Sustainable Customer Satisfaction
BMW Leipzig Plant is on the outskirts of town at the crossroads of a major highway and rail lines. Four 140 metre-high wind turbines tower above the assembly halls, generating 10 megawatts of electricity, enough to fully produce the new BMW i3 and i8 electric urban vehicles. “It’s like free money, but it’s an opportunity we used since our plant is slightly out of the city,” says Nedeljkovic. The wind turbines are part of a far-reaching strategy to make BMW production more environmentally sustainable.
In bestowing BMW the top European Industrial Excellence Award, Professor Chick said the automaker displayed impressive lean management and continuous improvement. “They’re a very outstanding management - a huge organisation.… and still somehow are able to effectively translate the strategic vision to the front line very effectively. Bringing in new products in time while decreasing costs, and improving productivity.”
According to BMW: “The customer is the focus of everything we do and the measure of all of our activities.”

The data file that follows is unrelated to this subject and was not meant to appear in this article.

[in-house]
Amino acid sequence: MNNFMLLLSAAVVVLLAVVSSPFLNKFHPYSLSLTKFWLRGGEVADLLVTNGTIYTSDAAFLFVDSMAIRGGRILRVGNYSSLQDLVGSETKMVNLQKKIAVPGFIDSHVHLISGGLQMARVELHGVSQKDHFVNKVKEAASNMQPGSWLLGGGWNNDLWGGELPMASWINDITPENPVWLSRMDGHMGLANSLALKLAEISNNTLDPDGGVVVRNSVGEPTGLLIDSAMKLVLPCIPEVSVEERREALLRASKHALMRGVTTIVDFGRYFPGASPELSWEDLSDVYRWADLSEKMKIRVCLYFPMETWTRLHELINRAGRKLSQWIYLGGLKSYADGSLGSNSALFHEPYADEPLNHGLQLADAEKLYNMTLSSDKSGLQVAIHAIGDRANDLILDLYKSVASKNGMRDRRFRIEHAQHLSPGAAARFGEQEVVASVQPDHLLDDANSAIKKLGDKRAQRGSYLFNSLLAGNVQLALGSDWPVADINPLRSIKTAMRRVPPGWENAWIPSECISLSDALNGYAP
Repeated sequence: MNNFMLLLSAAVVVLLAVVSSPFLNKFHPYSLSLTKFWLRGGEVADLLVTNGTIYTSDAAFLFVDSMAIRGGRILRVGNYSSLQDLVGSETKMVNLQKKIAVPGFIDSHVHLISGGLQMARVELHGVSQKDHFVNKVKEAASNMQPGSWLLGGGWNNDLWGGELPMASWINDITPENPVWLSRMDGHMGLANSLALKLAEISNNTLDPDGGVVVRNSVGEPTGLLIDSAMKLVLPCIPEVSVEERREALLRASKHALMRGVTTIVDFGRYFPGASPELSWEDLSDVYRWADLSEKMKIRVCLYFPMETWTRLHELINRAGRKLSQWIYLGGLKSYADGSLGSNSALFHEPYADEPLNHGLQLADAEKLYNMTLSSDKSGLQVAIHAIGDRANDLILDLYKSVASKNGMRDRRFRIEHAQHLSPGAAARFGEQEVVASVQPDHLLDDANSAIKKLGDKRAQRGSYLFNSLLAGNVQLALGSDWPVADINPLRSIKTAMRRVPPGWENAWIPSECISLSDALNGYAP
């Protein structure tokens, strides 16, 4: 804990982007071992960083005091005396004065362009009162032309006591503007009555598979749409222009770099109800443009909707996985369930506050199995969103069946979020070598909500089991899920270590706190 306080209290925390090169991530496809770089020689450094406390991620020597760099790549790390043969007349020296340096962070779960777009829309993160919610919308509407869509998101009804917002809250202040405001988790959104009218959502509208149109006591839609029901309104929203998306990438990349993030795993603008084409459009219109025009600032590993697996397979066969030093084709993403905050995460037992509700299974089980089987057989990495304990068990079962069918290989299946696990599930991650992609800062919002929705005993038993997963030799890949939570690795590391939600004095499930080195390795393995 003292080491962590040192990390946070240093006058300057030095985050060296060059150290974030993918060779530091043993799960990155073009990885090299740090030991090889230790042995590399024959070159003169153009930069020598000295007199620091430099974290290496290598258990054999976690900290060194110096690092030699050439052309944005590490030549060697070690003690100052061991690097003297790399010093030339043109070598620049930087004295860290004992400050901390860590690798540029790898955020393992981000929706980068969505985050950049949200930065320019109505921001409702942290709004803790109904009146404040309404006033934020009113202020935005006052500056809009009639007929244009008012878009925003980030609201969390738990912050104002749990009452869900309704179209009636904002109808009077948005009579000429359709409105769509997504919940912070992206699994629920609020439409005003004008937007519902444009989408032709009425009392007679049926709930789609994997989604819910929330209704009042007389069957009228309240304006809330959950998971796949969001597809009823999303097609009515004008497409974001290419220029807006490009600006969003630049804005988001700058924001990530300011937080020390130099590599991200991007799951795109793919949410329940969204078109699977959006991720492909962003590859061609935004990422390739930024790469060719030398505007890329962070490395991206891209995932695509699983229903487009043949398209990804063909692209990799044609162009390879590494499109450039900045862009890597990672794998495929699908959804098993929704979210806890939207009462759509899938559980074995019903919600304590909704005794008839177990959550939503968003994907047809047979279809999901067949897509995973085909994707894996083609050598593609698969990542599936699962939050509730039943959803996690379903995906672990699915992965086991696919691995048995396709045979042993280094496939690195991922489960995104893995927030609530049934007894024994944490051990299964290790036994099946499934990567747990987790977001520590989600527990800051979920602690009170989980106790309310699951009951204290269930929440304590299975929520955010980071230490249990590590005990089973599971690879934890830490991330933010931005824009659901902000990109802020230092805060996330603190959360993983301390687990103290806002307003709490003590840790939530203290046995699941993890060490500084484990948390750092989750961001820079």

The annual IEA awards, now in their tenth year, are organised by INSEAD, WHU (Germany), IESE (Spain), and the University of Cambridge (UK), with support from media groups WirtschaftsWoche (Germany) and L’Usine Nouvelle (France). They recognise European excellence in management and the skill with which teams execute corporate strategies from top to bottom, through the entire supply chain to the final customer.
Stephen Chick is a Professor of Technology and Operations Management at INSEAD. He also directs the Middle East Health Leadership Programme and Innovators for Community Wellness, part of INSEAD's portfolio of executive education programmes.